Working with the healthcare team

Your child’s healthcare team is there to treat your child and to help you and your family. Building a good relationship takes time and effort on both sides. Good communication between you, your child with cancer and the healthcare team is key.

The healthcare team relies on you to make and keep appointments on time, give the proper medicines at the appropriate times, prepare your child for procedures and watch your child for any illness or side effects.

You rely on the healthcare team for medical knowledge, expertise in performing procedures, good judgment, caring for your child and clear communication. But you know your child best and can help with sharing how they are coping and any side effects, concerns or problems. You can help teach the healthcare team how they can best help your child. You can also help with keeping communication flowing between all members of the healthcare team.

Tips for talking to the healthcare team

The following are suggestions from parents on how to get the most out of the relationship with your child’s healthcare team:

  • Tell the doctor how much you would like to know. Some parents like to know it all and want to be very involved in decision-making. Others only want to know what they have to and don’t want to research what the team recommends.
  • Tell the healthcare team about your child’s temperament, likes and dislikes. You know your child best. If you have suggestions that will help your child cooperate with treatment, share them.
  • Let your healthcare team know of any doubts or concerns you have.
  • Encourage a close relationship between the healthcare team and your child. Help your child develop trust in their healthcare team.
  • Go to all appointments with a written list of questions so you don’t forget something important.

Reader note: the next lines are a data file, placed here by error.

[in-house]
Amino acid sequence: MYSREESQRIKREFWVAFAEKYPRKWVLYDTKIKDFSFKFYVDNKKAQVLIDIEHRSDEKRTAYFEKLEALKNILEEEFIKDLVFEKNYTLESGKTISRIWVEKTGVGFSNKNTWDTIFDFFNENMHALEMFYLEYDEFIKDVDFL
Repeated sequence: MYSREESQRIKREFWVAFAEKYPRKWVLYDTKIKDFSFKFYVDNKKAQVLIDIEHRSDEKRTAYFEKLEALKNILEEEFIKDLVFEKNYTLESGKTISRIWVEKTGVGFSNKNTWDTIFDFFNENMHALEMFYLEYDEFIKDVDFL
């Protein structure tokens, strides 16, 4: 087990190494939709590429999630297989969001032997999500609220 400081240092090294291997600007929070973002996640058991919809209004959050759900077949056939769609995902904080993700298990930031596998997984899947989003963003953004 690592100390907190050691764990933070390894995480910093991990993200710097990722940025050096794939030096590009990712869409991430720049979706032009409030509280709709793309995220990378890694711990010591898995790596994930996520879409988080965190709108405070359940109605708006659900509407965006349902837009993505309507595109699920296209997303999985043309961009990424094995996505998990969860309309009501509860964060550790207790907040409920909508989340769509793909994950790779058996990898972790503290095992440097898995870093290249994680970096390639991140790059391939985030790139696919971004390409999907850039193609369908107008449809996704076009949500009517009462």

• Ask for definitions of unfamiliar terms and repeat back the information to make sure that you understand it. Writing down or recording conversations can be useful.
  • Keep a journal with the names of each member of the healthcare team, questions that you have, dates of each visit and conversation, hospital stays, tests, treatments and any medicines given to your child, including the time it was given.
  • Bring a family member or friend to visits. They can help you remember what the doctor said and can provide emotional support.
  • Try not to overwhelm the healthcare team. Be realistic about how much time they can spend with each family. Let them know when you need more time. If you are looking for specific information on a topic, ask the healthcare team to recommend some reliable resources.
  • Be focused during the visit. Turn off your cell phone. Leave other children with your spouse, a babysitter or a relative if possible.
  • Follow the rules. Arrive on time or a few minutes early. Give appropriate notice if cancelling or rescheduling the appointment.
  • Check with your doctor about what you should do if you have questions or concerns in between visits. Some questions can be answered over the phone.

Getting a second opinion

For many cases of childhood cancer, treatment usually starts as soon as possible after a diagnosis is made and all the tests are completed. But in some cases it’s hard to reach a diagnosis or you may have a great deal of fear and uncertainty about what you’ve been told. You may want to get a second opinion, which is another doctor’s point of view. Sometimes the first doctor may even recommend getting a second opinion if they are unsure about the diagnosis or treatment. A second opinion can help to confirm that the treatment being offered is the best available for your child. It can also make you aware of other treatment options to discuss with your child’s doctor.